Plaintiff counsel alleged the Toyota Motor Corp. failed to disclose evidence of a defect in the heating and air conditioning systems that created a foul odor in one of their most popular vehicles.
By Michael A. Mora | December 09, 2021
A federal judge in Miami certified a class action in which plaintiff attorneys are seeking damages in the hundreds of millions of dollars against a multi-national automotive manufacturer and its related entities for allegedly violating Florida consumer protection laws.
With a class-action lawsuit assigned to U.S. District Judge Federico A. Moreno, attorneys Peter Prieto, a partner at Podhurst Orseck in Miami, Fand Joseph H. Meltzer, partner at Kessler Topaz Meltzer & Check, in Philadelphia, are among the lawyers against Toyota Motor Corp.
Moreno, who sits in the Southern District of Florida, certified a class of approximately 91,000 Toyota Camry owners, including Rodney Baker and Javier Cardenas, whom the federal judge designated as class representatives.
Moreno also designated Prieto and Meltzer as class counsel.
“Given the price of automobiles and how much time is spent driving, there has been a growing trend for car owners to no longer accept vehicles with any sort of defect, which in this case caused the cars to have a foul odor,” Prieto said. “It’s pretty basic—a new car should not be stinky.”
Toyota Claims RICO Victory
Eric Booth, a spokesman for Toyota and its related entities, including Southeast Toyota Distributors LLC and Toyota Motor Sales U.S.A. Inc., interpreted the federal court class certification differently.
Booth pointed to Moreno ruling that there was not a legal or factual basis for a Racketeer Influenced and Corrupt Organizations Act claim against the international multivehicle company. What remains is the class certification under the Florida Deceptive and Unfair Trade Practices Act.
“Toyota believes that plaintiffs do not have any credible evidence to support their remaining claim, and we will continue to defend against it,” Booth said in a statement. “We stand behind the efficacy and performance of our HVAC systems, and plaintiffs’ own testing showed that operation of their HVAC systems improved the air quality in their vehicles.”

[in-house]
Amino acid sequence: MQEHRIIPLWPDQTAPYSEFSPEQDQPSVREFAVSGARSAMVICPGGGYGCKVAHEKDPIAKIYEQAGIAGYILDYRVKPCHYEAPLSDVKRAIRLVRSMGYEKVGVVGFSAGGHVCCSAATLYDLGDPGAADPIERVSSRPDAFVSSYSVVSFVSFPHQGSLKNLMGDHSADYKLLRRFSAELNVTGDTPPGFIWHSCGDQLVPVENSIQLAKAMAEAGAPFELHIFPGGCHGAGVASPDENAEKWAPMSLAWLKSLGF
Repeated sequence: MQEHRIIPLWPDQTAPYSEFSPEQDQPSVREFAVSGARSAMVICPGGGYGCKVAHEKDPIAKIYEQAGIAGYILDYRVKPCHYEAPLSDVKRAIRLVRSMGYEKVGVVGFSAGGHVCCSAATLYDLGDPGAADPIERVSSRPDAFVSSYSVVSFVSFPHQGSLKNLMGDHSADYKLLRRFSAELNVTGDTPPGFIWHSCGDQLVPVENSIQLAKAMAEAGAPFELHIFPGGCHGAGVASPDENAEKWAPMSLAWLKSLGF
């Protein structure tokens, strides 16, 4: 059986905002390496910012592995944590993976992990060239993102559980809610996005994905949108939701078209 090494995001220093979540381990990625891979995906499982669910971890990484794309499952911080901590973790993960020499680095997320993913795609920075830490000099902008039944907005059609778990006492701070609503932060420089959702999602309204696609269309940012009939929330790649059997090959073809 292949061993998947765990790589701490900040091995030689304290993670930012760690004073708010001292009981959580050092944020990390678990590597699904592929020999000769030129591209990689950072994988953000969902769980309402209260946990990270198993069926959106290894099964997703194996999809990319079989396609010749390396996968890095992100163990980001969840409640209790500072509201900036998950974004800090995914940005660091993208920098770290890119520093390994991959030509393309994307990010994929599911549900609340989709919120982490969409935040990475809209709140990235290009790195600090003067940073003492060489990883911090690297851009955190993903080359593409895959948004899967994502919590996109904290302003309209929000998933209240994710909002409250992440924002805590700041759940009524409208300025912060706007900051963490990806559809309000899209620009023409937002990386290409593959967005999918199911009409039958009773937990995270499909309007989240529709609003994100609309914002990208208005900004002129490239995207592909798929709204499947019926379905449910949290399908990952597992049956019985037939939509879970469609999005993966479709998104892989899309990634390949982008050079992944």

Plaintiff counsel alleged that Toyota and Southeast Toyota Distributors deceived the class members into shelling out more money than they should have for their 2012 to 2014 non-hybrid Camrys under Florida consumer protection law, according to court documents.
In the class-action lawsuit, Prieto and Meltzer claimed the defendants failed to disclose evidence that there was a defect in the heating and air conditioning systems that created a foul odor in their vehicles.
Instead, the defendants allegedly had their dealers inform customers that the moldy, smelly stench was normal to avoid the financial burden of buybacks and the damage the accusations could have on their brand, according to the complaint. Prieto and Meltzer claimed the behavior violated Florida’s Lemon Law.
As a result, consumers overpaid for the vehicles by 25%. And an expert for the plaintiffs calculated that the damages for each class member could be calculated based on the overpayment per vehicle, the suit alleges.
Now, having certified the class, the case, in which plaintiff counsel is seeking over half a billion dollars in damages, will move toward trial with a date still pending.
However, by Moreno striking the RICO claim, the 91,000-member class is smaller than the plaintiff counsel initially sought due to their inability to provide class-wide evidence demonstrating Toyota’s deceptive conduct was closely linked to their injury.
Still, Prieto and Meltzer are confident in their case on the remaining claim—pointing to what they perceived as the larger implications of the federal court ruling.
“The court’s order shows that the class action device, when appropriately applied, is alive and well,” Prieto said. “It provides a remedy when a common defect or wrong impacts thousands of vehicle owners who expect their vehicles to be free from defects.”